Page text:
LS Penrose’s limit theorem: Tests by simulation
LS Penrose’s limit theorem (PLT) – which is implicit in Penrose [5, p. 72] and for which he gave no rigorous proof – says that, in simple weighted voting games, if the number of voters increases indefinitely while existing voters retain their weights and the relative quota is pegged, then – under certain conditions – the ratio between the voting powers of any two voters converges to the ratio between their weights. Lindner and Machover  prove some special cases of PLT; and conjecture that the theorem holds, under rather general conditions, for large classes of weighted voting games, various values of the quota, and with respect to several measures of voting power. We use simulation to test this conjecture. It is corroborated w.r.t. the Penrose–Banzhaf index for a quota of 50% but not for other values; w.r.t. the Shapley–Shubik index the conjecture is corroborated for all values of the quota (short of 100%).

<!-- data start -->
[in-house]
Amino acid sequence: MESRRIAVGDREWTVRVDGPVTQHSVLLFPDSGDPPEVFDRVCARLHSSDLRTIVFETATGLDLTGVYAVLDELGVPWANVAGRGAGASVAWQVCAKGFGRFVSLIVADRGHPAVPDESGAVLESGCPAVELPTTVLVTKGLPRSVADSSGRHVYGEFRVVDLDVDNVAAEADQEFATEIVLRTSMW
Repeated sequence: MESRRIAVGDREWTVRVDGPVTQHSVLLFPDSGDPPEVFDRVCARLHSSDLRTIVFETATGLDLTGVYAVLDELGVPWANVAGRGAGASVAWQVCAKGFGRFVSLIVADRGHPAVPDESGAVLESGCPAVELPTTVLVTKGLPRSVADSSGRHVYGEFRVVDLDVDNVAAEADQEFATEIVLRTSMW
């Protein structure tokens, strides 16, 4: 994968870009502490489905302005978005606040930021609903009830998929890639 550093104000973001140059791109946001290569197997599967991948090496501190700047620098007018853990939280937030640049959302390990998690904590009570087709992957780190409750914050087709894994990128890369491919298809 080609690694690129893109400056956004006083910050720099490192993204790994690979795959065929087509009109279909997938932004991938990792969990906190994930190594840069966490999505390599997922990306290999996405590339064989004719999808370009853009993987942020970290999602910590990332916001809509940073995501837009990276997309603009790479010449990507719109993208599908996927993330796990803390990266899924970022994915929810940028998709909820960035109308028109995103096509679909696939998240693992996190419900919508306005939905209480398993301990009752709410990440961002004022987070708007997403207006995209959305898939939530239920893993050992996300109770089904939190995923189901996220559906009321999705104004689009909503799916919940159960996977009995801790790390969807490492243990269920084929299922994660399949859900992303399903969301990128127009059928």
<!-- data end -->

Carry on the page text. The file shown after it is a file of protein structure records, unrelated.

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- Lindner, Ines & Machover, Moshe, 2004. "L.S. Penrose's limit theorem: proof of some special cases," Mathematical Social Sciences, Elsevier, vol. 47(1), pages 37-49, January.
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